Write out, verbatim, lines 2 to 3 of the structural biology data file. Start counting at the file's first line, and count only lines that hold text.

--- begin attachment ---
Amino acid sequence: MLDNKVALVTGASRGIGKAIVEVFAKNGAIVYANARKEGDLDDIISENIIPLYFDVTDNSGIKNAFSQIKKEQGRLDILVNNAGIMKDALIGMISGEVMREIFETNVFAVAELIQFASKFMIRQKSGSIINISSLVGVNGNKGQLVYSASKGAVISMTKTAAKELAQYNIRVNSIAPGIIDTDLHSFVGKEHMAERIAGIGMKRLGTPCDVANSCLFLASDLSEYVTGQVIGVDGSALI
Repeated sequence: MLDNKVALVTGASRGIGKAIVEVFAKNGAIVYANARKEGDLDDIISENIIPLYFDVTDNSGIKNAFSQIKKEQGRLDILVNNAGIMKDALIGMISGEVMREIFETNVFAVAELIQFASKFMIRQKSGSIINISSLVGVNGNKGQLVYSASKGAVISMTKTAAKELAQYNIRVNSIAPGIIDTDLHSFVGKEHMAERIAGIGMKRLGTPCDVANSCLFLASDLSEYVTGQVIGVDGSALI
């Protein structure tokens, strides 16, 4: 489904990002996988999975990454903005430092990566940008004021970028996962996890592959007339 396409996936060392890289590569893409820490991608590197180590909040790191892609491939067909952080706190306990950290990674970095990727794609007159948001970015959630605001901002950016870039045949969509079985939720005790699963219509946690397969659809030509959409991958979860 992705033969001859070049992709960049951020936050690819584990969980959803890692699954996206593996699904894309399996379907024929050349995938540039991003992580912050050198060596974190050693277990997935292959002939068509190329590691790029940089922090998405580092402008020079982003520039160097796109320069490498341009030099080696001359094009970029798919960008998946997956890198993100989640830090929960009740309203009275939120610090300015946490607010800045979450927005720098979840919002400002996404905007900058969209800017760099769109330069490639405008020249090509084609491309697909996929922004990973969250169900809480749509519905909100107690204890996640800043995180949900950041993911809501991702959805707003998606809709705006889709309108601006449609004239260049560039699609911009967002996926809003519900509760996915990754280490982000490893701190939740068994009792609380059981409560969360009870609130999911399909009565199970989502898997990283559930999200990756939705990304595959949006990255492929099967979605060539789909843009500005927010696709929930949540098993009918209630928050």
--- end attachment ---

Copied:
Repeated sequence: MLDNKVALVTGASRGIGKAIVEVFAKNGAIVYANARKEGDLDDIISENIIPLYFDVTDNSGIKNAFSQIKKEQGRLDILVNNAGIMKDALIGMISGEVMREIFETNVFAVAELIQFASKFMIRQKSGSIINISSLVGVNGNKGQLVYSASKGAVISMTKTAAKELAQYNIRVNSIAPGIIDTDLHSFVGKEHMAERIAGIGMKRLGTPCDVANSCLFLASDLSEYVTGQVIGVDGSALI
């Protein structure tokens, strides 16, 4: 489904990002996988999975990454903005430092990566940008004021970028996962996890592959007339 396409996936060392890289590569893409820490991608590197180590909040790191892609491939067909952080706190306990950290990674970095990727794609007159948001970015959630605001901002950016870039045949969509079985939720005790699963219509946690397969659809030509959409991958979860 992705033969001859070049992709960049951020936050690819584990969980959803890692699954996206593996699904894309399996379907024929050349995938540039991003992580912050050198060596974190050693277990997935292959002939068509190329590691790029940089922090998405580092402008020079982003520039160097796109320069490498341009030099080696001359094009970029798919960008998946997956890198993100989640830090929960009740309203009275939120610090300015946490607010800045979450927005720098979840919002400002996404905007900058969209800017760099769109330069490639405008020249090509084609491309697909996929922004990973969250169900809480749509519905909100107690204890996640800043995180949900950041993911809501991702959805707003998606809709705006889709309108601006449609004239260049560039699609911009967002996926809003519900509760996915990754280490982000490893701190939740068994009792609380059981409560969360009870609130999911399909009565199970989502898997990283559930999200990756939705990304595959949006990255492929099967979605060539789909843009500005927010696709929930949540098993009918209630928050």